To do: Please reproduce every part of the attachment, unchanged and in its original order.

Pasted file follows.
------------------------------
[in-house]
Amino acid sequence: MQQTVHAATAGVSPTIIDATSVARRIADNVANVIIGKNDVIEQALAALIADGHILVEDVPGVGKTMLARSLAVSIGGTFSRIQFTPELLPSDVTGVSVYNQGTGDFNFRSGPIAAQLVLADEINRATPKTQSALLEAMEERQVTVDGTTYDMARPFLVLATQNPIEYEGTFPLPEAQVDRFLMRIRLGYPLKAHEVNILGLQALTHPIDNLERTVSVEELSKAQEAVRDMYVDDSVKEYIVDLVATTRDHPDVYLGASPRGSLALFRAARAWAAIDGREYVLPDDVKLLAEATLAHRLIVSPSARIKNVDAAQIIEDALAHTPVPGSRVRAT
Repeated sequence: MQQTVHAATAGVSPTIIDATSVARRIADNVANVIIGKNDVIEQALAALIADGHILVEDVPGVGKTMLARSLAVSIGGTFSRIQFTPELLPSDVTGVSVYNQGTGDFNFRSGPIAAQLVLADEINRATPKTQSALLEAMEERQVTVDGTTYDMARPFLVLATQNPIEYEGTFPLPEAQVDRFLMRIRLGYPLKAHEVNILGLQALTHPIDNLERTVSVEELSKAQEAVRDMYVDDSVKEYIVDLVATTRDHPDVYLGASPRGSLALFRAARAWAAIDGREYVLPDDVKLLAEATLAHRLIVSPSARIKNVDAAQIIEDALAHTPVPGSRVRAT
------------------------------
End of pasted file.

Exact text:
[in-house]
Amino acid sequence: MQQTVHAATAGVSPTIIDATSVARRIADNVANVIIGKNDVIEQALAALIADGHILVEDVPGVGKTMLARSLAVSIGGTFSRIQFTPELLPSDVTGVSVYNQGTGDFNFRSGPIAAQLVLADEINRATPKTQSALLEAMEERQVTVDGTTYDMARPFLVLATQNPIEYEGTFPLPEAQVDRFLMRIRLGYPLKAHEVNILGLQALTHPIDNLERTVSVEELSKAQEAVRDMYVDDSVKEYIVDLVATTRDHPDVYLGASPRGSLALFRAARAWAAIDGREYVLPDDVKLLAEATLAHRLIVSPSARIKNVDAAQIIEDALAHTPVPGSRVRAT
Repeated sequence: MQQTVHAATAGVSPTIIDATSVARRIADNVANVIIGKNDVIEQALAALIADGHILVEDVPGVGKTMLARSLAVSIGGTFSRIQFTPELLPSDVTGVSVYNQGTGDFNFRSGPIAAQLVLADEINRATPKTQSALLEAMEERQVTVDGTTYDMARPFLVLATQNPIEYEGTFPLPEAQVDRFLMRIRLGYPLKAHEVNILGLQALTHPIDNLERTVSVEELSKAQEAVRDMYVDDSVKEYIVDLVATTRDHPDVYLGASPRGSLALFRAARAWAAIDGREYVLPDDVKLLAEATLAHRLIVSPSARIKNVDAAQIIEDALAHTPVPGSRVRAT